27 February 2024 - Mission Day: 10315 - DOY: 058
Pick of The Week

Bang-Bang CMEs (June 17, 2004)

Hi-res TIF image ( 16M).

MPEG: Large (352K), Small (117K)
Quicktime: Large (373K), Small (103K)

Two nearly simultaneous coronal mass ejections (CMEs) were captured by SOHO's LASCO C2 instrument on 15 June 2004, an event that was last seen over two years ago. The first CME emerged from behind the occulting disk at 3:06 UT in the 10 o'clock position. The second and brighter CME appeared five hours later in the four o'clock position. Both had well-defined, bulbous loop structures. CMEs eject a billion tons of particles traveling millions of miles an hour. The dark disk blocks the Sun so that the LASCO instrument can observe the structures of the corona in visible light. Neither of these events seemed to have triggered any auroral activity on Earth since they were directed in a path mostly oblique to Earth. In the still image, an EIT 304å image of the Sun at about the time of the CMEs was superimposed on the occulting disk.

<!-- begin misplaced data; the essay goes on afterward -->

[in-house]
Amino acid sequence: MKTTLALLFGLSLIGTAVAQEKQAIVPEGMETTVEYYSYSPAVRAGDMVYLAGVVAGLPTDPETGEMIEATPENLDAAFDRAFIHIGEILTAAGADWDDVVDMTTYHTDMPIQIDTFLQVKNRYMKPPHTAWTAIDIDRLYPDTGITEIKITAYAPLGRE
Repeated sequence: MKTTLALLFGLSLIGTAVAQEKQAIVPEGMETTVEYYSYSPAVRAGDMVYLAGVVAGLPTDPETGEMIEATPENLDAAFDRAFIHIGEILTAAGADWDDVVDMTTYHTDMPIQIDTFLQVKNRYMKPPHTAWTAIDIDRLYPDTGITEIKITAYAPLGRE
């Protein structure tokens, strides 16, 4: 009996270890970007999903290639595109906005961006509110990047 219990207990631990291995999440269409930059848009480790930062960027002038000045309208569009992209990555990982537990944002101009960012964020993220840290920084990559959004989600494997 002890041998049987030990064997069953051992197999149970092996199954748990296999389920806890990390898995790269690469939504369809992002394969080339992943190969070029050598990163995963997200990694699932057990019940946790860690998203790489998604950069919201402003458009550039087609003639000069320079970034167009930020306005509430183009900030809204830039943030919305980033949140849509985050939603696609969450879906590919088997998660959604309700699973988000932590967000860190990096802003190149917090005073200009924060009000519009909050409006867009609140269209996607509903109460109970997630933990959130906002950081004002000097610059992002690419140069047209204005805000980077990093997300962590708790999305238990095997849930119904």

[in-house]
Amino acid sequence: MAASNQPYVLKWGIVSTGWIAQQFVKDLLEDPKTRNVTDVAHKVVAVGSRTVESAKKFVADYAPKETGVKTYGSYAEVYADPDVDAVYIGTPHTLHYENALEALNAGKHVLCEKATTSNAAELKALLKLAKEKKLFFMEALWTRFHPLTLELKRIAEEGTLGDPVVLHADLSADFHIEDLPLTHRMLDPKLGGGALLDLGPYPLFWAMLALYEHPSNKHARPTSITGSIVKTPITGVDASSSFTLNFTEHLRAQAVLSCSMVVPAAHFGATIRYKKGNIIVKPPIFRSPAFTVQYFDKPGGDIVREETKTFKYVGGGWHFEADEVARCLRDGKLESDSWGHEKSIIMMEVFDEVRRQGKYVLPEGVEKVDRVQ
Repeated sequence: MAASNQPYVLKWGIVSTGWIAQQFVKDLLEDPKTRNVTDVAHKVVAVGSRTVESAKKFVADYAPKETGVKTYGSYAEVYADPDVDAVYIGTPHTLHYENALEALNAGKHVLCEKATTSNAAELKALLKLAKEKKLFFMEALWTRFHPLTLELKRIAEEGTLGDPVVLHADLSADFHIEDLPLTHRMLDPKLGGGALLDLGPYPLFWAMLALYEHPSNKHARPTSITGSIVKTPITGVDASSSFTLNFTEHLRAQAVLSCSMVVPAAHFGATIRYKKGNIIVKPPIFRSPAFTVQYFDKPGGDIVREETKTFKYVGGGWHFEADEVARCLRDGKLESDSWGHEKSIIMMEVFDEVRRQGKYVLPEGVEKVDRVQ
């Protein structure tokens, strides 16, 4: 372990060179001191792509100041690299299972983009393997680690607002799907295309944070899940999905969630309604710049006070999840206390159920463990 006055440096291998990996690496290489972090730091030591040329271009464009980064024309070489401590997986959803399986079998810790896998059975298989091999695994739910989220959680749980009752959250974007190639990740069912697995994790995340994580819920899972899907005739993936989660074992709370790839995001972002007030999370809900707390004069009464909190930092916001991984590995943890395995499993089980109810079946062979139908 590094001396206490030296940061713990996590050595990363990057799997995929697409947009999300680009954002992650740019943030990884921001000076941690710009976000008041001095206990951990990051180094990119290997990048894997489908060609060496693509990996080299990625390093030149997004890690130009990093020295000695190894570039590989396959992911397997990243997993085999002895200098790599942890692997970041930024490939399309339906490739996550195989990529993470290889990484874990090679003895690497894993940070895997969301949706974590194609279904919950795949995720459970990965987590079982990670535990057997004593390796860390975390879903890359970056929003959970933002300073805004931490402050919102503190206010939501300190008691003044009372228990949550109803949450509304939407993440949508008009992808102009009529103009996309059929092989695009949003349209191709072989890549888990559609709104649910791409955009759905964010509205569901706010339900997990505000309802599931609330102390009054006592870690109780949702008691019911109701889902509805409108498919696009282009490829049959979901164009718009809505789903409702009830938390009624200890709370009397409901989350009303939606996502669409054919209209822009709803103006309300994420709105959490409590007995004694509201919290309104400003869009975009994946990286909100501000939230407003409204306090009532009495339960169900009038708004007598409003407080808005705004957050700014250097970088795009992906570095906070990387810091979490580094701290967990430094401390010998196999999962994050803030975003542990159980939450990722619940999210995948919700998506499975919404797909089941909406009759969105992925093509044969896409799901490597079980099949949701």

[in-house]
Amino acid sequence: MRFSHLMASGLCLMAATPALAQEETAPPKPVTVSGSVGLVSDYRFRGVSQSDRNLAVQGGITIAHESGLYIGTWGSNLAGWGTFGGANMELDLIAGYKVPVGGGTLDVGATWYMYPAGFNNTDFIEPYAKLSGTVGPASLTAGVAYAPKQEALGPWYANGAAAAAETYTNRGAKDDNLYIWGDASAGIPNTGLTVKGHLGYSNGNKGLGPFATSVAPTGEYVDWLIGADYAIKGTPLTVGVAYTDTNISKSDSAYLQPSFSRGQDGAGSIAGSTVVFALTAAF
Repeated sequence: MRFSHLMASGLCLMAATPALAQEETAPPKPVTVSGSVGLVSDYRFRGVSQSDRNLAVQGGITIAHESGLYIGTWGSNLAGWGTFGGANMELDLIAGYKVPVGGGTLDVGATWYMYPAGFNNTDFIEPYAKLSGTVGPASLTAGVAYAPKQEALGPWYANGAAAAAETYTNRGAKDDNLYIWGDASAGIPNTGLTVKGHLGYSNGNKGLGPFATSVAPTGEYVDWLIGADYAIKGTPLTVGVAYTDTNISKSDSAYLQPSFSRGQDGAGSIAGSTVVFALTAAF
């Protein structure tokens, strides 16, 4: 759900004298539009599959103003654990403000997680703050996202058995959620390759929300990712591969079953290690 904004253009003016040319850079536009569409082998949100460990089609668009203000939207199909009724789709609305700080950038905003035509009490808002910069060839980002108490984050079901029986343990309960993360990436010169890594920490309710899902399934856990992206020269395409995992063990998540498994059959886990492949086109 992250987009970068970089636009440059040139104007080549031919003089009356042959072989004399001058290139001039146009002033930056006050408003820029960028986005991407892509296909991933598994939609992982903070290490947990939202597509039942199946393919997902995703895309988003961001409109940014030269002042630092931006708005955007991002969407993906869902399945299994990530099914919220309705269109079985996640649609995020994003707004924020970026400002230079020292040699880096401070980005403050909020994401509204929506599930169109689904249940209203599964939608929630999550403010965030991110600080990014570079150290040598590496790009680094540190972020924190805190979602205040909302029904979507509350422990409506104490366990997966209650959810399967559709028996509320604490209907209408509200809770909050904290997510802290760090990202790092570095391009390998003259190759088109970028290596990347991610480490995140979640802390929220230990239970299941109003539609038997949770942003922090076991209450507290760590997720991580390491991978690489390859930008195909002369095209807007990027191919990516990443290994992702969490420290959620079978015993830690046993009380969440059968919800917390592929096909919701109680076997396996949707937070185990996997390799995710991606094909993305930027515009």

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SOHO began its Weekly Pick some time after sending a weekly image or video clip to the American Museum of Natural History (Rose Center) in New York City. There, the SOHO Weekly Pick is displayed with some annotations on a large plasma display.

If your institution would also like to receive the same Weekly Pick from us for display (usually in Photoshop or QuickTime format), please send your inquiry to steele.hill@gsfc.nasa.gov.


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Last modification: July 27, 2020

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